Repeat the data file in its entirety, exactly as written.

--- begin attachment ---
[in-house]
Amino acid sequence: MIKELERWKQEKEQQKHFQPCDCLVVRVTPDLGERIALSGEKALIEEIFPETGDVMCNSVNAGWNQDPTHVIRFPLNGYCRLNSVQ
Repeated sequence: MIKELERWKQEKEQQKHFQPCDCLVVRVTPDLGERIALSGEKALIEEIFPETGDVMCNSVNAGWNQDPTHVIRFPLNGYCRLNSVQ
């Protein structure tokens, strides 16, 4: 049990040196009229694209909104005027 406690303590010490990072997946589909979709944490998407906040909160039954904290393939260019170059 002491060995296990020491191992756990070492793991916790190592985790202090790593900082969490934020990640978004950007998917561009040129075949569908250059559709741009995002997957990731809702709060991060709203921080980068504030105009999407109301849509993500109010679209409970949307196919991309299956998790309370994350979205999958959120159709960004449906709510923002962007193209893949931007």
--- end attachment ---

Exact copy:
[in-house]
Amino acid sequence: MIKELERWKQEKEQQKHFQPCDCLVVRVTPDLGERIALSGEKALIEEIFPETGDVMCNSVNAGWNQDPTHVIRFPLNGYCRLNSVQ
Repeated sequence: MIKELERWKQEKEQQKHFQPCDCLVVRVTPDLGERIALSGEKALIEEIFPETGDVMCNSVNAGWNQDPTHVIRFPLNGYCRLNSVQ
């Protein structure tokens, strides 16, 4: 049990040196009229694209909104005027 406690303590010490990072997946589909979709944490998407906040909160039954904290393939260019170059 002491060995296990020491191992756990070492793991916790190592985790202090790593900082969490934020990640978004950007998917561009040129075949569908250059559709741009995002997957990731809702709060991060709203921080980068504030105009999407109301849509993500109010679209409970949307196919991309299956998790309370994350979205999958959120159709960004449906709510923002962007193209893949931007």